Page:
Having previously built the Hobbycraft/Academy Bf 109 B and having found that the cowl/nose area was less than acceptably accurate for my tastes, I was pleased to find this new Classic Airframes offering of the Bf 109 A on the shelf of my local store. Once in my car, I immediately opened the box and went straight for the cowl to see if they had it right. Indeed, the cowls (there are two options provided) are beautifully cast in resin and are the centerpiece of the kit. The rest of the kit is not quite so nice, but looks to be a straightforward build without too many complications, but with a complicated nose assembly.
There are 34 injection molded, 21 resin, and 3 clear parts, as well as a sheet of photo etched parts, and a printed acetate instrument panel backing.
The injection molded parts are reminiscent of modified Hobbycraft/Academy Bf 109 series. The main fuselage and wings are reasonable nice, but do have some flash and thick mold seems. All control surfaces are separate and have good fabric detail, though I tend to think it is a little over done on the flaps and ailerons. Wooden and metal propellers options are included in plastic (plus a wooden prop in resin). The smaller parts provided in plastic are a bit rough. The main landing gear struts have soft detail. I plan to use replacements from the spares box. The tail wheel is acceptable however. The counter weights, antenna mast, and pitot tube are probably all worthless.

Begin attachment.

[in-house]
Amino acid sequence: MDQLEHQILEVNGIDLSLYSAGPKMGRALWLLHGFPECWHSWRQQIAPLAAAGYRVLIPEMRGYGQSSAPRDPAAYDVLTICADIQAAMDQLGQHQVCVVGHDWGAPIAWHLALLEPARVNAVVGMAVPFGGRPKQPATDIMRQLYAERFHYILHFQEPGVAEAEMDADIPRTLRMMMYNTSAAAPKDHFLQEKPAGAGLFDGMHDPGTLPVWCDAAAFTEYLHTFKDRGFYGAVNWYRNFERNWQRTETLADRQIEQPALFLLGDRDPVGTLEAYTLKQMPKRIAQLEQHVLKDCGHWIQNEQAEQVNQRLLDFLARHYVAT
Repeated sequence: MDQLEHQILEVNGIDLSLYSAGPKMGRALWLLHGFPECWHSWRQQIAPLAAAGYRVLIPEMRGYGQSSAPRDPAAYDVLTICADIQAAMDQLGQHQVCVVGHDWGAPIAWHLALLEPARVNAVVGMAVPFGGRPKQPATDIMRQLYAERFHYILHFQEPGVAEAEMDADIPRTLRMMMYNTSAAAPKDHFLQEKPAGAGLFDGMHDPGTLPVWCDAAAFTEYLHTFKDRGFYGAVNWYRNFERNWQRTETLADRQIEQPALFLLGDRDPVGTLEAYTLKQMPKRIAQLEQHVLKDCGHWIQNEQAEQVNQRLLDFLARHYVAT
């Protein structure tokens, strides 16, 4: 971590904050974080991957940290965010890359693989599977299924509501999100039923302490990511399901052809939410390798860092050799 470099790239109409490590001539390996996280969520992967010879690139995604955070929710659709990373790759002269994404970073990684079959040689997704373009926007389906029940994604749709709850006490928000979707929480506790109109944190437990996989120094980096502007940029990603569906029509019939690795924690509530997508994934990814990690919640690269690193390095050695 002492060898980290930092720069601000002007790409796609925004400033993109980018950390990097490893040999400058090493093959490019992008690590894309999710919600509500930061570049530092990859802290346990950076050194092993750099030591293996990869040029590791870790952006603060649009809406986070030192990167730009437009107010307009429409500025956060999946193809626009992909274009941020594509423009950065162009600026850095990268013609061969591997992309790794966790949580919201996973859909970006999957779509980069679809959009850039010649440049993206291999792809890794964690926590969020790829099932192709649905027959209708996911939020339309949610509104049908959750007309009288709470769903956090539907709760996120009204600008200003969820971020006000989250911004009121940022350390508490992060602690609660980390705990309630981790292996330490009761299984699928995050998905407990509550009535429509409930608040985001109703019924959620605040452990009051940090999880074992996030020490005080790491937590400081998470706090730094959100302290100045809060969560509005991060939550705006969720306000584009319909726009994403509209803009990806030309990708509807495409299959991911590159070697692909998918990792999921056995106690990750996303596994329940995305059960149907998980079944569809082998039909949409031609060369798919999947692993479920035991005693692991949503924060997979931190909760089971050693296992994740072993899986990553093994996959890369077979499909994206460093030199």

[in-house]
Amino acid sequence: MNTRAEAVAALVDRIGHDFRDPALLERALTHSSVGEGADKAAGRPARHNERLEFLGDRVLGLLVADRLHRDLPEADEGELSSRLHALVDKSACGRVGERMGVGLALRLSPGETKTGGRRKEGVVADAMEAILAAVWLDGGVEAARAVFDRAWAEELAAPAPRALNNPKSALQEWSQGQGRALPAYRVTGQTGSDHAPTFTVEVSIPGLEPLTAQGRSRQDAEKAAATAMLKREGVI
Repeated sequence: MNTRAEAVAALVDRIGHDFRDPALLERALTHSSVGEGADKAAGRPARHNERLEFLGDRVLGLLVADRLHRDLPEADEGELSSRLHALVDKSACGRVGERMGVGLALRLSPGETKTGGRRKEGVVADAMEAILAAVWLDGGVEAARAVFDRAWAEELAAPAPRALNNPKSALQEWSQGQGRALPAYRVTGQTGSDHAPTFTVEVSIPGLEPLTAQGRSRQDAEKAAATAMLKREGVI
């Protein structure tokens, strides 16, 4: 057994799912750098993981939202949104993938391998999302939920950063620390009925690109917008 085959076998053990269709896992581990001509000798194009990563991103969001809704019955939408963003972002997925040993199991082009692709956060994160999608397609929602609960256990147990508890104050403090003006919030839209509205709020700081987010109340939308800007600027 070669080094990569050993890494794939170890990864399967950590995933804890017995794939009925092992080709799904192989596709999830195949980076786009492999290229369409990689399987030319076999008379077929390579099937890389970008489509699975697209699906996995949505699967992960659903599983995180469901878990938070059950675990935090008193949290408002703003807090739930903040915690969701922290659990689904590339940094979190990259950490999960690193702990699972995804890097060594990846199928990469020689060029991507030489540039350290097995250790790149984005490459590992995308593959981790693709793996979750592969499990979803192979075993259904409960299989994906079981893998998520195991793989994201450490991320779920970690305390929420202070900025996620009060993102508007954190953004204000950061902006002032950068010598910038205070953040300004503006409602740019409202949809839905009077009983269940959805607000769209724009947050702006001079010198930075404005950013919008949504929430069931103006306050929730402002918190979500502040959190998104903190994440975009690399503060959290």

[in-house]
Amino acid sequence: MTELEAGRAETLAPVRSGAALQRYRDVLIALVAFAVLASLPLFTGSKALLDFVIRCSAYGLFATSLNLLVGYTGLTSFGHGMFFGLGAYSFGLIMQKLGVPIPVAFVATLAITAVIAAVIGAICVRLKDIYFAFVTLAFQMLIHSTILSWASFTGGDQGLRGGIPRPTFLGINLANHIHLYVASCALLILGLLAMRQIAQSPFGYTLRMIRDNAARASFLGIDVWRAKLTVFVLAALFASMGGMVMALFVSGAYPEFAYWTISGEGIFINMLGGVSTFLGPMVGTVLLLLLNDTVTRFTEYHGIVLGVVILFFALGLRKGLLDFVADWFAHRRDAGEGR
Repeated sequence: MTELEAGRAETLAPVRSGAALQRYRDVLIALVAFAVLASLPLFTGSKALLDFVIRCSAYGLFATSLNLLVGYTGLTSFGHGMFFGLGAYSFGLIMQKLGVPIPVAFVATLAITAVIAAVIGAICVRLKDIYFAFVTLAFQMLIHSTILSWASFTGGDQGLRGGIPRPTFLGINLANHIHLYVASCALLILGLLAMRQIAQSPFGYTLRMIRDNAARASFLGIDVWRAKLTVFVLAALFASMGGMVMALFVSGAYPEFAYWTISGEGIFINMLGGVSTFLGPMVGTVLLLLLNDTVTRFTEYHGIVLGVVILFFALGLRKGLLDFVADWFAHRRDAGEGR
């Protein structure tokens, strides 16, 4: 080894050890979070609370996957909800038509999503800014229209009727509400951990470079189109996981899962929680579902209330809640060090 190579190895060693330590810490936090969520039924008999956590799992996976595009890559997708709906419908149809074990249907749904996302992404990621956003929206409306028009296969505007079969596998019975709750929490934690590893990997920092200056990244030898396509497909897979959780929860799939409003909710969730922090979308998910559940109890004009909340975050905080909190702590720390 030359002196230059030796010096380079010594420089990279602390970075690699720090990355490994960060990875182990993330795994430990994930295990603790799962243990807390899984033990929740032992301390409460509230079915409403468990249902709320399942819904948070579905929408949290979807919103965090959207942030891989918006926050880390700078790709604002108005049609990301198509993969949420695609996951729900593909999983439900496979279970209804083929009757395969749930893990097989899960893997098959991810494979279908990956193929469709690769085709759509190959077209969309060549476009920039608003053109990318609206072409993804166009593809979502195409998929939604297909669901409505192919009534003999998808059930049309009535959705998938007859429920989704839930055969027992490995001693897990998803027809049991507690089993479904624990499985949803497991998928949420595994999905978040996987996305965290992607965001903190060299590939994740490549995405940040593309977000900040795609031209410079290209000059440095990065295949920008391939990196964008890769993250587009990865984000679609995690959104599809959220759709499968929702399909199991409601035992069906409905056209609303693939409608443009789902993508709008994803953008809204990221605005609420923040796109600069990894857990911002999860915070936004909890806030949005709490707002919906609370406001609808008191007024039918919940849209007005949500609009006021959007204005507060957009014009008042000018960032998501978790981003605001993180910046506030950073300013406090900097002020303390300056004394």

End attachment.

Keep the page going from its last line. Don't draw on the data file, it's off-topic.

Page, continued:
The resin parts are of higher quality. As previously mentioned, the engine cowlings (there are two!) are gorgeous. Seeing as how this was the major deficiency of previous 1/48 scale early 109s, this almost entirely makes up for any disappointment from seeing the injection molded parts. The cowlings provided are identical except that one has the extra ventilation slots as seen on the Bf-109 B/C/D series. The machine gun barrels are molded onto the cowlings, and some minor cleanup of excess resin will be required around the edges of the barrels. There are also two sets of cockpit sidewalls provided, with the difference again being early and later versions. Given these extra parts, I don't see any reason why the B/C/D series could not be constructed from this kit if one used props and decals from a different source. But, since Classic Airframes has announced their intention to release these marks in subsequent kits, there is little need for this. Another part included twice is the control column. One is the classic Bf 109 type, and the other looks as if it belongs in a Hurricane or Spitfire. I do not know if the earliest 109s had this latter type or not (comments?). Two seats are also provided, one having more detail than the other. Otherwise, most of the cockpit is provided in resin as well, in addition to the radiator and oil cooler intakes, and a wooden style propeller (this is the only part that suffers from air bubbles), and the leading edge slats. In my example, I was provided with two right wing leading edge slats and none for the left wing, but the prompt Classic Airframes customer service has promised me via email that a replacement for the missing part will be shipped to me soon. The slats that I do have are thin and straight and should be easy to use.